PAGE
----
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NOTE: Please remember that following ‘answers’ are NOT ‘model answers’. They are NOT synopsis too if we go by definition of the term. What we are providing is content that both meets demand of the question and at the same time gives you extra points in the form of background information.

Topic:   The Freedom Struggle – its various stages and important contributors /contributions from different parts of the country. 

1) Why was Bhagat Singh jailed and executed by the British? What implications did Bhagat Singh’s execution have on India’s national movement? Examine. (200 Words)

The Hindu

Indian has got the heritage of freedom fighters before it got the independence. Many freedom fighters sacrificed their lives in order get the freedom and martyr Bhagat Singh is one of them. Bhagat is known as one of the intelligent, aggressive and ambition-oriented people in the history of India who fought till his last breath. Following lines said by him explains much about his ideas.

‘Revolution’ does not necessarily involve sanguinary strife nor is there any place in it for individual vendetta. It is not the cult of the bomb and the pistol. By ‘Revolution’ we mean that the present order of things, which is based on manifest injustice, must change.

                                                                                         : Bhagat Singh

Recent incidence:

Pakistani lawyer Mr. Qureshi is fighting to prove the legendary Indian freedom fighter Bhagat Singh’s innocence in a Lahore court. His petition wants the court to set aside the sentence of Singh by exercising principles of review and order the government to honour him with a state award.

Reasons for arrest and execution of Bhagat Singh:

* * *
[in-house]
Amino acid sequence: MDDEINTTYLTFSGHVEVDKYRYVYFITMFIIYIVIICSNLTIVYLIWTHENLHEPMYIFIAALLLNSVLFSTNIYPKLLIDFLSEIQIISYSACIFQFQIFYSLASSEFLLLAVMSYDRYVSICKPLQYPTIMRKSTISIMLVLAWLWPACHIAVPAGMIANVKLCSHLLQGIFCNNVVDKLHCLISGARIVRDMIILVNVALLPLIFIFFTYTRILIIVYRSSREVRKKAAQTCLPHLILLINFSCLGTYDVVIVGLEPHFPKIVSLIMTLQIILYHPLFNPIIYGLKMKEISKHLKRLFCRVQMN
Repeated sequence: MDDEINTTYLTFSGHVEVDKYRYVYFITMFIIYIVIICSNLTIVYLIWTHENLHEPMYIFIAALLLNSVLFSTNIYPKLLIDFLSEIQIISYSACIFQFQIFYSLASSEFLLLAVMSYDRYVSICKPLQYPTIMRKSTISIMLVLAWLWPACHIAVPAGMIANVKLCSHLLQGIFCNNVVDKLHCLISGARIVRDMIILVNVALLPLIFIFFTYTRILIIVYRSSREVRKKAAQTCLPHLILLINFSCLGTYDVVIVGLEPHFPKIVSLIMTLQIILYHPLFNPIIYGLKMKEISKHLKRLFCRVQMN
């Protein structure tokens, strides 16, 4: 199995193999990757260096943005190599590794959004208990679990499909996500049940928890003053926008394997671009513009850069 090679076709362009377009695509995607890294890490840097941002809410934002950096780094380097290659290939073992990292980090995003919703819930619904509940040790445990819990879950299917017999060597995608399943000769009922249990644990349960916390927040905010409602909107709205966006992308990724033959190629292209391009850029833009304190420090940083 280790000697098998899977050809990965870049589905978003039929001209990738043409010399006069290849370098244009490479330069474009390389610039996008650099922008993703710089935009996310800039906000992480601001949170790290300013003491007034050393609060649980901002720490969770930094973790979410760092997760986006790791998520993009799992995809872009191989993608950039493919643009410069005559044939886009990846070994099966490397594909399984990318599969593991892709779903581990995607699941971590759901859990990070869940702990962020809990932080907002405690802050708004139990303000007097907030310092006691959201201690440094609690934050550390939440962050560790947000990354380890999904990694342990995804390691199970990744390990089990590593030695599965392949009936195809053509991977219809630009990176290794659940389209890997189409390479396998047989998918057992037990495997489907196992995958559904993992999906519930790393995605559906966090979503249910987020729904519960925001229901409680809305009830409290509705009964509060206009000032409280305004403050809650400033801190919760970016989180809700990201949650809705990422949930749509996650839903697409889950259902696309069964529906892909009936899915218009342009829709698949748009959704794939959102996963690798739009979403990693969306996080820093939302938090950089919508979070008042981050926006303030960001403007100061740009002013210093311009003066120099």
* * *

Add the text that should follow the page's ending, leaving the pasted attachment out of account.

Bhagat Singh was charged with attempt to murder under section 307 of the Indian Penal Code. On April 8, 1929, Bhagat Singh and B.K. Dutt threw a bomb in the Central Legislative Assembly “to make the deaf hear” as their leaflet described the reason for their act. Bomb was thrown to protest the repressive Public Safety Bill and Trades Dispute Bill and the arrest of 31 labour leaders in March 1929.

Bhagat Singh and Dutt were accused of throwing bombs ‘to kill or cause injuries to the King Majesty’s subjects’. The magistrate committed both of the revolutionaries’ to the session’s court, which was presided over by Judge Leonard Middleton.

Bhagat Singh was executed by the British after a sham trial for his involvement in the Lahore Conspiracy Case at the age of twenty-three on 23 March, 1931.

Implication of Bhagat Singh’s execution on Indian nation movement:

  • The arrest of Bhagat Singh and B K Dutt created the environment of new enthusiasm and energy in Indian national movement. The arrest was seen as an injustice by British government.
  • Bhagat Singh used his court appearances as a forum for revolutionary propaganda to advocate the revolutionaries’ point of view and, in the process, rekindle patriotic sentiments in the hearts of the people.
  • The revolutionaries’ strategy was to boycott the proceedings. They showed no interest in the trial and adopted an attitude of total indifference. They did not have any faith in the court and realized that the court had already made up its mind.
  • In his jail term Bhagat Singh and other revolutionaries tried hard to bring the prison reforms by method of fasting. This group was one of the first efforts in country with respect to prison reforms.
  • The execution of Bhagat Singh gave the socialistic colors to the INM along with ongoing efforts by Jawaharlal Nehru and Subhash Chandra Bose as well.
  • Bhagat Singh’s arrest provided new Philip to the Indian press , both English and Vernacular. His act of throwing pamphlets in court marked the importance of clear information dissemination for success of any organised action.
  • Bhagat Singh’s execution attracted youth and peasant’s participation in Indian national movement.

Bhagat Singh in Indian National movement:

  • Bhagat Singh was an outstanding revolutionary and martyr of the Indian anti-colonial movement. He represented the youth who were dissatisfied with Gandhian politics and groped for revolutionary alternatives.
  • He became a confirmed atheist, socialist and communist. He realised that the overthrow of British rule should be accompanied by the socialist reconstruction of Indian society and for this political power must be seized by the workers.